Femme Maison

You enter her through a tall, narrow doorway. This is impossible without an invitation. A hallway decorated
with red wallpaper welcomes you. In darker red: stems, leaves, stamens, petals. Voluptuous, monstrous
roses. You can hear a soprano singing upstairs. Once inside, you are free to roam at will.

The living room is cluttered with naked men on all fours, forming coffee tables, armchairs, a sofa. An
amusing tableau. The air is thick with sweat and aftershave.

In the kitchen, you will find a fridge made of teeth and a wooden table, on which a chess board has been
set up. Black to mate white in one move. Do not open the oven: its door conceals Hellmouth. Previous
tenants can still be heard screaming down there.

The dining room is used only for formal occasions, principally wakes. Everything in here is black: walls, floor,
ceiling, furniture. A single naked lightbulb (painted black, out of respect) hangs low, inches from the table.
Eating is strictly prohibited.

There is a downstairs loo. It is rarely visited, except for by men desperate to masturbate in peace.

She has a garden, but we won’t go there. If you really want to have a look, go back to the living room and
out through the patio doors. It’s not very interesting.

Go upstairs, guided by the singing. There are three bedrooms and a bathroom on the first floor. One
bedroom door is made of meat, one is cracked white plastic, and one is covered in a wiry gloss of dead flies.
Making the right choice is crucial. Once you’re in, you’re in. You have to be sure you can commit. All three
rooms have their merits, as you can imagine, but you have to be right for the room, otherwise you’ll end up
in a pickle.

The bathroom contains stainless steel machines designed to scrub your filthy genitals and rinse your
contaminated blood.

There is an attic too. Go and have a look. Follow the singing. The stairs end in a door. Open it. Step in. There
is no need for me to tell you what is waiting for you in there. Try to enjoy it. The sores will heal, with time.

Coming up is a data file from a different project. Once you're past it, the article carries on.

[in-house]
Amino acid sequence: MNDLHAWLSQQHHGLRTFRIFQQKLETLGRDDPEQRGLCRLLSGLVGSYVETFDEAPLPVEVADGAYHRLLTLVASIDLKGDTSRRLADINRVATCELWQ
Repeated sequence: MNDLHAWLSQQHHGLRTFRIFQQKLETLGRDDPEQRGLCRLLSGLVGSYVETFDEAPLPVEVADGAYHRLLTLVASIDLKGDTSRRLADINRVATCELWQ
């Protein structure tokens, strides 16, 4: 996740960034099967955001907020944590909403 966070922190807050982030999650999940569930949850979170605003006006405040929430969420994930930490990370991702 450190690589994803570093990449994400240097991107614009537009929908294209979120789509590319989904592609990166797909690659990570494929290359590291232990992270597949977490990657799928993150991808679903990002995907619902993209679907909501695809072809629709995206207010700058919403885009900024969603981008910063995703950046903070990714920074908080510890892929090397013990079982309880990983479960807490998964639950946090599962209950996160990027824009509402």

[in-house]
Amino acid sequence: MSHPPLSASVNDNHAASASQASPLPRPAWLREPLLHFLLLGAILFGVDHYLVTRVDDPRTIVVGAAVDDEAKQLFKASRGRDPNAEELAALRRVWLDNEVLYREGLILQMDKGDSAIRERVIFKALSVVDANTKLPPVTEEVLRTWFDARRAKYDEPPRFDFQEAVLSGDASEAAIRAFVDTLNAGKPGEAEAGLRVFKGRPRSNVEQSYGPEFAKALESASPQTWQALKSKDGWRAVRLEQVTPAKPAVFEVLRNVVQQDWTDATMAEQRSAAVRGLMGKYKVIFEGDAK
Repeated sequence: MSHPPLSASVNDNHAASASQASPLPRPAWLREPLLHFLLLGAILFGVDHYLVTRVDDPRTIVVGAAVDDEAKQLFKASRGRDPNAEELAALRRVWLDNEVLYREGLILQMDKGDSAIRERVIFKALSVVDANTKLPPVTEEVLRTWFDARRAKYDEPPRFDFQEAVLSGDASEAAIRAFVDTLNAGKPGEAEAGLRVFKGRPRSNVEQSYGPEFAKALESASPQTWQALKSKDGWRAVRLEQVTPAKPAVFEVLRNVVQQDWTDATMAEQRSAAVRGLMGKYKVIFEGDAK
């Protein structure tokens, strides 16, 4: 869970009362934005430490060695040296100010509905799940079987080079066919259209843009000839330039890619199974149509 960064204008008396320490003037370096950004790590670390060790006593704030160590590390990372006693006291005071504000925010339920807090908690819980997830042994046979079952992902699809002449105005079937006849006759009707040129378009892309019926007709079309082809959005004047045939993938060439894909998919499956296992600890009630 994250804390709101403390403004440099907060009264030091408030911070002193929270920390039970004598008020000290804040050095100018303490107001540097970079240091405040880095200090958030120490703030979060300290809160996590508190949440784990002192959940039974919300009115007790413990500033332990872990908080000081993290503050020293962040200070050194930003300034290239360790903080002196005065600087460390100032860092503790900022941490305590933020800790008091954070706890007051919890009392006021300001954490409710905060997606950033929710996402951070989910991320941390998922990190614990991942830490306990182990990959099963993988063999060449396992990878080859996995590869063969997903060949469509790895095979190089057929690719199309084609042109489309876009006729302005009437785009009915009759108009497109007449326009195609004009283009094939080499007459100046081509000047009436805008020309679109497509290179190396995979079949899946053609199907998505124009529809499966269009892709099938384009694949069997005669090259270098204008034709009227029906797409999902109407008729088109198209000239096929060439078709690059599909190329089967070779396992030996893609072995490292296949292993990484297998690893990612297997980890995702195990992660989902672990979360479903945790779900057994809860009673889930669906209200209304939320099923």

If you ever come back, I recommend a visit to the basement. Accounts vary. Some describe it as an
unremarkable storage area that smells of damp. Others insist that it houses unspeakable horrors. A small
minority claim that descent into the basement induces an overwhelming sense of tranquility. They are all
wrong. Why don’t you find out for yourself? 

How to write a novel

Empty the contents of the box onto the table.

Place the lid of the box face-up on the table. The picture on the lid is what you must emulate.

Very, very slowly, assemble the pieces. Ensure that every piece fits perfectly into those adjacent to it and that you do not deviate in any way from the picture on the lid of the box.

At the earliest opportunity, tell people you are writing a novel. Do not become angry when they express mirth or a lack of interest.

Continue assembling. Tell yourself that this is important work and not a mere hobby.

Pause now and then to sit back and admire your handiwork.
A considerable length of time will pass before you finish your novel. Do not rush it: haste leads to errors. Keep returning to the table, the picture you are trying to recreate, your work-in-progress, the jumble of unplaced pieces.

Remind people that you are writing a novel. Do not become angry when they express surprise that you still haven’t finished it.

When you have placed the final piece in the correct place, savour the moment. Now take in every detail:
the cosy domestic interior, the young woman, the boy, their relationship, their story.

Optionally, remove the pieces representing the faces of the young woman and the boy. The dark wood of
the table becomes their masks. The story is enigmatic now, perhaps frightening.

Alternatively, dismantle the picture and create a new one at random from the pieces, forcing them
together even if they do not fit exactly. Discard pieces you do not like. Make a strange shape.

If you wish to turn your novel into a poem, simply set fire to it.

Finally, leave the room and never return.

How to make a poem

For the best results, you will need a magnifying glass and the sun. If these are unavailable, a box of matches
or cigarette lighter will do.

First, gather together a bundle of dry leaves, sticks and other flammable objects from your garden.
Optionally, douse them with petrol or alcohol.

Next, place your bundle on a flat surface and set it alight.

Stand well back and watch the flames.

Advanced poems require more ambitious materials, for example a book, a chessboard, a tree or a house.

Do not worry if your poem does not rhyme or does not make sense, or if your whole neighbourhood is
consumed in a conflagration. It is out of your hands. A poem cannot be controlled by its maker.

James Knight is an experimental poet and digital artist, whose work has appeared recently in Fur Lined Ghettos, The Interpreter’s House and Guest. Void Voices, his reimagining of Dante’s Inferno, was published by Hesterglock Press in 2018. Two of the pieces (“How to write a novel” and “How to write a poem”) have appeared recently in Spanish, in Luvina, the literary magazine of the University of Guadalajara, Mexico. Website: thebirdking.com. Twitter: @badbadpoet.

Banner Image by James Knight.